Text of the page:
Registering to vote might soon be as easy as placing an online order for a pizza with all the fixings.
A bill by state Sen. Leland Yee could push millions more Californians to vote, and save the state millions of dollars by moving voter registration to the Web.
The measure was approved by the state Legislature in September and is awaiting a signature or veto by Gov. Jerry Brown, who has not indicated how he views the legislation.
About 6.5 million eligible California residents are not registered to vote and could benefit from the program. But online registration could be a major draw for one notably left-leaning and underregistered demographic — young adults.
Kelsey McQuaid, communications director for California College Democrats, said the predominant reason college students give for not registering to vote is that they don’t have enough time to stop at registration stands on campus and complete the paperwork.
“If there’s a link we can post saying, ‘Here’s the secretary of state’s website, here’s where you can register to vote; it’s easy, it will take you two minutes — fill it out between classes,’ that would be an amazing tool for us,” McQuaid said.
California Republicans largely oppose the measure. California GOP Chairman Tom Del Beccaro said the danger of fraud associated with online registration outweighs any benefits.
“The right to vote is an incredibly precious right and we should safeguard it at all times,” Del Beccaro said. “We have enough problems with our voter rolls as it is.”
But Yee said the reform has potential to help create a “truly representative democracy” and produce a clearer image of the state’s voting public. “We really want as many individuals to participate in the democratic process as possible,” Yee said. “It makes our government a lot more vibrant.”
The measure is modeled after programs in Washington and Arizona, which are among at least seven states nationwide that have taken similar action.
Brown has until Oct. 9 to take action on the legislation. His office declined comment on what action the governor would take.
A San Jose startup’s effort to use electronic signatures for ballot petitions has stalled, but the company is finding other ways to bridge the gap between elections and technology.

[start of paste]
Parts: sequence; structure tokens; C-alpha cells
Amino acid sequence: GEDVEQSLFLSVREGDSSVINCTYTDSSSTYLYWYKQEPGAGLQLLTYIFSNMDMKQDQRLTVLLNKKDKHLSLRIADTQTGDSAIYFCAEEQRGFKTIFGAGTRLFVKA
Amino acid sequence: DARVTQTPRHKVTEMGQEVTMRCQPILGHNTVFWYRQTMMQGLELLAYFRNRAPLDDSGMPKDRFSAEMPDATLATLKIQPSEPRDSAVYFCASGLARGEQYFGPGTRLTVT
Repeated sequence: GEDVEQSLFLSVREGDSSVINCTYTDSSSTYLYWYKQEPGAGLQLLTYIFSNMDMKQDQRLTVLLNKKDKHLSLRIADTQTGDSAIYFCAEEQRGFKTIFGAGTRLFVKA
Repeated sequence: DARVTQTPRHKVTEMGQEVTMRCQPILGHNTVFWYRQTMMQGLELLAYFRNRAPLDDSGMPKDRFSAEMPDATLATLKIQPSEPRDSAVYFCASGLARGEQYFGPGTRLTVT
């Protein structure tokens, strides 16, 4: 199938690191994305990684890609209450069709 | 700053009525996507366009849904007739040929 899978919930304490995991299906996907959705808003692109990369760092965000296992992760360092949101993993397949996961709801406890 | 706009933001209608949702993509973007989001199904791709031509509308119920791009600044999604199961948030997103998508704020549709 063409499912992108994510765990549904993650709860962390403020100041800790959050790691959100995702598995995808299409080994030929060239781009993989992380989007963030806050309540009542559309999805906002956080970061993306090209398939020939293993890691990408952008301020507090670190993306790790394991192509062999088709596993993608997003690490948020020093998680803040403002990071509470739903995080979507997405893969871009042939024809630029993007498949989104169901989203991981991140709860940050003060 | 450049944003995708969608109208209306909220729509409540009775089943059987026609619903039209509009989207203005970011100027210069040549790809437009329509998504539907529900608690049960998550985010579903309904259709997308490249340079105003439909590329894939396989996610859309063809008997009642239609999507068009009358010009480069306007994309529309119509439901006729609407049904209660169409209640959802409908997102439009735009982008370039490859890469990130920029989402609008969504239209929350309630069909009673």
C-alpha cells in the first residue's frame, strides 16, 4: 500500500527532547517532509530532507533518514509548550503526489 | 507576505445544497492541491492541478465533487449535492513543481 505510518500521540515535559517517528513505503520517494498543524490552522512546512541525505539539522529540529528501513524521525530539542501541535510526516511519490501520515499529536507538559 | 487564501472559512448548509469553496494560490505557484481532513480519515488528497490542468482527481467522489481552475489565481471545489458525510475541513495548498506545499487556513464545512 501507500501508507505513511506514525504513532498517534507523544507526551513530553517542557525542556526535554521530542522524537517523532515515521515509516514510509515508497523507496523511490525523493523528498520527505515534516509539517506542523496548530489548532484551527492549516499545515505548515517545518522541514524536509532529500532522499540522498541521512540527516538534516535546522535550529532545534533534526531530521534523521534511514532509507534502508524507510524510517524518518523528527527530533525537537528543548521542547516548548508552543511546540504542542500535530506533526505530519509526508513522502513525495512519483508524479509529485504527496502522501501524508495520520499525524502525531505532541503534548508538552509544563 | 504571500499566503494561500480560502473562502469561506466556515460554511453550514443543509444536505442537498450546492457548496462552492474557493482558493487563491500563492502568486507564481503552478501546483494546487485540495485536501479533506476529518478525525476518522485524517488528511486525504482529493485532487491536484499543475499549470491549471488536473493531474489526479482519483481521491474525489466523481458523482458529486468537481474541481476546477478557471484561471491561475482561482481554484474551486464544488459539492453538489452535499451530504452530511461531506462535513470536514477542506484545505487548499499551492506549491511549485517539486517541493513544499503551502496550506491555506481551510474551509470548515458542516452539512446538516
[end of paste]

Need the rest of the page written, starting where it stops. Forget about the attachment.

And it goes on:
In June, an appellate court sided with San Mateo County and said county officials did not have to accept ballot petition signatures submitted electronically by Verafirma.
Co-founder Jude Barry said the company plans to continue pursuing e-signatures for petitions, although he declined to comment on its next move.
“We think it’s the way of the future,” Barry said.
Much of the company’s focus right now is on a voter registration platform that allows users to register online by using a touchscreen device, such as a smartphone or tablet computer, that can capture their signature. So far, the program is only live in Santa Clara County, which approved its use in May 2010.
The program differs from legislation on Gov. Jerry Brown’s desk in one major way. The pending legislation would link voter registration information to signatures on file with the Department of Motor Vehicles, while Verafirma’s program is capable of collecting its own signatures.
“That begs the question, why isn’t everyone else doing this?” Barry said.
Verafirma is pitching its system county by county including San Francisco, where Barry said talks are in the preliminary stage.
However, he added that the company is not likely to go for the jugular and seek state support for the program. Company officials tried that once a few years ago without success, he said.
“We don’t have a lot of confidence they are able to understand the value of this technology,” Barry said.